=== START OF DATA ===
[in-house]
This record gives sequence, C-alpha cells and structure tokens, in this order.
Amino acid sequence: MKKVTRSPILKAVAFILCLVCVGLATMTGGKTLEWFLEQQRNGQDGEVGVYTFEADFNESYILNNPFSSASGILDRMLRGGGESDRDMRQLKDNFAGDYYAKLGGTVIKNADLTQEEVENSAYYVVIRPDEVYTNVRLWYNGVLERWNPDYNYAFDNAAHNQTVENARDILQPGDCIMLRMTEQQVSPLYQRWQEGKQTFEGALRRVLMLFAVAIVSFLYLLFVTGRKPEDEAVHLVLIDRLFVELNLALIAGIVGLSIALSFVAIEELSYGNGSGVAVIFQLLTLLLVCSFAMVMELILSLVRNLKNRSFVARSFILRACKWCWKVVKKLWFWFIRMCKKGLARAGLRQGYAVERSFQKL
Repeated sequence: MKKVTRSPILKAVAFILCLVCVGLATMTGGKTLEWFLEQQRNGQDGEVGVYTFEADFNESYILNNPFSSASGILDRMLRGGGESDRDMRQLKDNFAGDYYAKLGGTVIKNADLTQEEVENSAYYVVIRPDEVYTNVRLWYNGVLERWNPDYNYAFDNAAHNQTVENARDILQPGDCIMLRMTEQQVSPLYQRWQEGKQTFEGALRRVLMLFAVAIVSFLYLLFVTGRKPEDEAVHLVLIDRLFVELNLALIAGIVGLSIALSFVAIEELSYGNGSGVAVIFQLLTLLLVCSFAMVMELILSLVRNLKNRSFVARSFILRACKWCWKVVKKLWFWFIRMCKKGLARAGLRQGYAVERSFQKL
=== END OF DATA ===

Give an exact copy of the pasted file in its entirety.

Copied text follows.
[in-house]
This record gives sequence, C-alpha cells and structure tokens, in this order.
Amino acid sequence: MKKVTRSPILKAVAFILCLVCVGLATMTGGKTLEWFLEQQRNGQDGEVGVYTFEADFNESYILNNPFSSASGILDRMLRGGGESDRDMRQLKDNFAGDYYAKLGGTVIKNADLTQEEVENSAYYVVIRPDEVYTNVRLWYNGVLERWNPDYNYAFDNAAHNQTVENARDILQPGDCIMLRMTEQQVSPLYQRWQEGKQTFEGALRRVLMLFAVAIVSFLYLLFVTGRKPEDEAVHLVLIDRLFVELNLALIAGIVGLSIALSFVAIEELSYGNGSGVAVIFQLLTLLLVCSFAMVMELILSLVRNLKNRSFVARSFILRACKWCWKVVKKLWFWFIRMCKKGLARAGLRQGYAVERSFQKL
Repeated sequence: MKKVTRSPILKAVAFILCLVCVGLATMTGGKTLEWFLEQQRNGQDGEVGVYTFEADFNESYILNNPFSSASGILDRMLRGGGESDRDMRQLKDNFAGDYYAKLGGTVIKNADLTQEEVENSAYYVVIRPDEVYTNVRLWYNGVLERWNPDYNYAFDNAAHNQTVENARDILQPGDCIMLRMTEQQVSPLYQRWQEGKQTFEGALRRVLMLFAVAIVSFLYLLFVTGRKPEDEAVHLVLIDRLFVELNLALIAGIVGLSIALSFVAIEELSYGNGSGVAVIFQLLTLLLVCSFAMVMELILSLVRNLKNRSFVARSFILRACKWCWKVVKKLWFWFIRMCKKGLARAGLRQGYAVERSFQKL